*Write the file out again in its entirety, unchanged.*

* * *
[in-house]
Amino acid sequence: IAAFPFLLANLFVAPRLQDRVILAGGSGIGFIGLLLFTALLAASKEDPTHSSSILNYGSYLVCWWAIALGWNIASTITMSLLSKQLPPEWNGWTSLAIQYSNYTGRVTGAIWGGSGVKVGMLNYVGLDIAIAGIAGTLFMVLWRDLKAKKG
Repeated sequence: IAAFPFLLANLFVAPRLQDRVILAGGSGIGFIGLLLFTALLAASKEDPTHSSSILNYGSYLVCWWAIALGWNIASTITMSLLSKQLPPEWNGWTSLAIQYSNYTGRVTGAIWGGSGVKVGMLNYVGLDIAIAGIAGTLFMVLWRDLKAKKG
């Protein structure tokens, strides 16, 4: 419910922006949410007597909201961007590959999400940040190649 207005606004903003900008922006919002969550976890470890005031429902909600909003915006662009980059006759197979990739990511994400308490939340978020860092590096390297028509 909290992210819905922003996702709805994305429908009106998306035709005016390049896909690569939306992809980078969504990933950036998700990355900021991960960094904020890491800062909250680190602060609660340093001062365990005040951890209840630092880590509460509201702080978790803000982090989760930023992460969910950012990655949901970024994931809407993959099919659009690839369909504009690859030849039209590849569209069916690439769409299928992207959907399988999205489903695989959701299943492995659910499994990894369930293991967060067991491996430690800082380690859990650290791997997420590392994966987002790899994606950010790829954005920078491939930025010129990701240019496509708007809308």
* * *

[in-house]
Amino acid sequence: IAAFPFLLANLFVAPRLQDRVILAGGSGIGFIGLLLFTALLAASKEDPTHSSSILNYGSYLVCWWAIALGWNIASTITMSLLSKQLPPEWNGWTSLAIQYSNYTGRVTGAIWGGSGVKVGMLNYVGLDIAIAGIAGTLFMVLWRDLKAKKG
Repeated sequence: IAAFPFLLANLFVAPRLQDRVILAGGSGIGFIGLLLFTALLAASKEDPTHSSSILNYGSYLVCWWAIALGWNIASTITMSLLSKQLPPEWNGWTSLAIQYSNYTGRVTGAIWGGSGVKVGMLNYVGLDIAIAGIAGTLFMVLWRDLKAKKG
């Protein structure tokens, strides 16, 4: 419910922006949410007597909201961007590959999400940040190649 207005606004903003900008922006919002969550976890470890005031429902909600909003915006662009980059006759197979990739990511994400308490939340978020860092590096390297028509 909290992210819905922003996702709805994305429908009106998306035709005016390049896909690569939306992809980078969504990933950036998700990355900021991960960094904020890491800062909250680190602060609660340093001062365990005040951890209840630092880590509460509201702080978790803000982090989760930023992460969910950012990655949901970024994931809407993959099919659009690839369909504009690859030849039209590849569209069916690439769409299928992207959907399988999205489903695989959701299943492995659910499994990894369930293991967060067991491996430690800082380690859990650290791997997420590392994966987002790899994606950010790829954005920078491939930025010129990701240019496509708007809308």